Program to harvest students for agriculture

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The PICSE program links students and teachers with mentors from agricultural industries to ensure that primary industry becomes a priority career of choice.

The need to attract the brightest students into agricultural careers was workshopped by the national Primary Industry Centre for Science Education (PICSE) at a forum organised in Canberra recently.

The forum included agrifood researchers and leaders, government representatives, PICSE science education officers (SEO), students and the GRDC.

Professor Jim Pratley from Charles Sturt University noted that the number of agriculture graduates has more than halved from 700 in 1988 to 300 in 2009. “We have more than 4000 graduate jobs per annum, but fresh graduates from agriculture and related courses can only fill about 700 positions,” he said.

The GRDC’s Dr Jody Higgins told the forum that training more young people was crucial to the ongoing competitiveness of the grains sector, which delivers 25 per cent of Australia’s gross value of production (GVP) in agriculture and $6 billion, and upwards, in exports.

PICSE was launched in 1998 to help bridge this expertise gap by stimulating high school students’ interest in agriculture and encouraging them to pursue agricultural science in their tertiary studies. The PICSE program is based on the Russell Model, developed at the School of Agricultural Science, University of Tasmania (UTAS) by PICSE’s national director, Associate Professor David Russell.

Each year, PICSE conducts four large-scale activities across the country: 

  • sending SEOs to engage with Year 11 and 12 science classes about the opportunities and careers in primary industries;
  • running a Science Investigation Awards program in which students investigate an agrifood topic; 
  • delivering industry or science-based professional development sessions for Year 11 and 12 science teachers; and
  • providing an industry placement scholarship, which includes a five-day primary industry camp, followed by a placement with agricultural scientists or extension officers.

PICSE SEO Sue Lanham said that one reason for the diminishing interest in primary industries was a lack of awareness of “all the amazing science involved in food production”.

“Students often have a superficial view of agriculture – gumboots and flannelette shirts – and a poor understanding of the sector.

“PICSE activities are designed to break this stereotype by showcasing cutting-edge agrifood research projects to students and teachers. They then see that food production involves exciting science, high technology and innovation, and is all about solving ‘real world’ problems.”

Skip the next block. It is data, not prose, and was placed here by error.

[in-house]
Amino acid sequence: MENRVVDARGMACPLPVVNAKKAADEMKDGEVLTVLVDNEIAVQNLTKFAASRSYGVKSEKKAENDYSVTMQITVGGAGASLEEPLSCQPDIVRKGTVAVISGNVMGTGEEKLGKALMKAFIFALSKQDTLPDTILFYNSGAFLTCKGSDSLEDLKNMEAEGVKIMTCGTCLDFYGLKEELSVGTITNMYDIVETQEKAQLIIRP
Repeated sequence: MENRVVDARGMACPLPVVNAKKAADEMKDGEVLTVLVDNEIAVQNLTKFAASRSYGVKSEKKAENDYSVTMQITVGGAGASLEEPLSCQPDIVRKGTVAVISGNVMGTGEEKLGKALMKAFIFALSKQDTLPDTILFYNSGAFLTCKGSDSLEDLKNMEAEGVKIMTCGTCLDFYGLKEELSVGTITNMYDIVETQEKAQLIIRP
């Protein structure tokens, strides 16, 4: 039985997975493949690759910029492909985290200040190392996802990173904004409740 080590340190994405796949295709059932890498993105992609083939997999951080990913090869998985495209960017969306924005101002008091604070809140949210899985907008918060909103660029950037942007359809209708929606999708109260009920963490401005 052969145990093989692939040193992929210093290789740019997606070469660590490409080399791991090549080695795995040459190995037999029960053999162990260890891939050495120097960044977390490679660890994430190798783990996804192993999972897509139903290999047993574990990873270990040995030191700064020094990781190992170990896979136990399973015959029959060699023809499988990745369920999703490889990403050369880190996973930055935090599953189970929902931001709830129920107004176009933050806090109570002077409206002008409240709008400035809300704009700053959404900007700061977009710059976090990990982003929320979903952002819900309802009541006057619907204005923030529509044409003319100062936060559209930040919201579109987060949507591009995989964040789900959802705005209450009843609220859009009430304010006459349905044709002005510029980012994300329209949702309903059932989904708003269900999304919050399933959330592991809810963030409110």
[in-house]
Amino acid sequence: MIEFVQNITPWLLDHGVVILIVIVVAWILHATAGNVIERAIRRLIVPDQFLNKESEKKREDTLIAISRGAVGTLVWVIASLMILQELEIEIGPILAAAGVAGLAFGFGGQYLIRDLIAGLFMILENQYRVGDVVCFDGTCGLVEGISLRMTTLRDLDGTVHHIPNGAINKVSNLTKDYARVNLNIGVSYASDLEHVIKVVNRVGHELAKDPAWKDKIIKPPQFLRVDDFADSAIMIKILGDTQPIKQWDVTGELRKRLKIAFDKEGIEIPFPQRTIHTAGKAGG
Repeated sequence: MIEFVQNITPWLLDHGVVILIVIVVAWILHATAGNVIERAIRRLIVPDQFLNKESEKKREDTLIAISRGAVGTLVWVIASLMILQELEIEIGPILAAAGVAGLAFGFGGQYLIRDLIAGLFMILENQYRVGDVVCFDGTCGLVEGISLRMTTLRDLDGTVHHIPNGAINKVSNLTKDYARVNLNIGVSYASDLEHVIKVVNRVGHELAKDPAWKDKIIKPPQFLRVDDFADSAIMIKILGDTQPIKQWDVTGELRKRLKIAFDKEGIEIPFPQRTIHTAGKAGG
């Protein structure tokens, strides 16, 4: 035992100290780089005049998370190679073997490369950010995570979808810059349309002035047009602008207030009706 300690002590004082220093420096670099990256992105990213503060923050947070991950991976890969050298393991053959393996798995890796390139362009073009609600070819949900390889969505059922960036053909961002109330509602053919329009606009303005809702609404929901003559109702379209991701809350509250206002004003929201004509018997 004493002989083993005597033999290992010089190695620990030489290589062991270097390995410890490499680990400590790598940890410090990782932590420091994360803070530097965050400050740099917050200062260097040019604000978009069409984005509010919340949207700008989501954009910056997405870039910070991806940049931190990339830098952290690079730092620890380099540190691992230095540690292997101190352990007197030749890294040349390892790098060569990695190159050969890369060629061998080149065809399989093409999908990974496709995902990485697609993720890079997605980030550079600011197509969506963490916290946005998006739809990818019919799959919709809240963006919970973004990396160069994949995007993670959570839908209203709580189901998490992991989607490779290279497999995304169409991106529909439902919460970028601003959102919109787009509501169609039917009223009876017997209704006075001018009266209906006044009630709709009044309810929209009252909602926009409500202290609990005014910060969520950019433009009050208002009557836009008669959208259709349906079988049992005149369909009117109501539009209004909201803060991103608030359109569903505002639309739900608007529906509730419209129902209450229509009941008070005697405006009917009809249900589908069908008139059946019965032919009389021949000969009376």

Students who attended the forum reflected on their misconceptions about primary industries before becoming involved with the PICSE program, such as equating agriculture to driving tractors, long working hours and a poor standard of living. They were largely unaware that the sector was linked to innovative science, or the wide range of careers and opportunities available.

The main activity that dispelled these ‘myths’, the students said, was the camp and industry placement scholarship that allowed them to work in various agrifood sectors, such as grains research, microbiology, plant research, animal genetics, agronomy and horticulture.

Gabby Bennett, who won a PICSE scholarship in 2006, said she started out with a very limited understanding of the job opportunities available to scientists in primary industries. She was surprised to discover just how ‘hands-on’ agricultural science is, and she nominated fieldwork as the highlight of her industry placement.

Since its launch, PICSE has engaged with about 50,000 students and Associate Professor Russell said the merit-based selection of Year 11 and 12 students for the placement programs ensured that the best minds were attracted to the program.

To date he said 40 per cent of these students involved in the PICSE program delivered by the School of Agricultural Science at UTAS had decided to pursue agrifood-related courses in their tertiary studies, and even the remaining 60 per cent had gone on to study other relevant sciences. “About 95 per cent stay on the path of agriculture because the industry placement experience has given them a taste, allowing them to ‘try before buying’,” he said.

Dr Higgins also spoke of the importance of rebranding the grains industry. “We need to change the ‘gloomy and drought-affected’ image to the positive and prosperous outlook that this industry really has,” she said.

“While we expose students to the sector and show them the available and diverse career paths, we also need to follow up with them through ongoing engagement and tracking their progress in school. An extra billion tonnes of cereal is needed to feed the world by 2050, and the grains industry will be depending on future generations to help secure this,” Dr Higgins said.

- By Mandy Thoo

More information: Associate Professor David Russell, 0438 304 935,,;

GRDC Project Code UT00019

Region National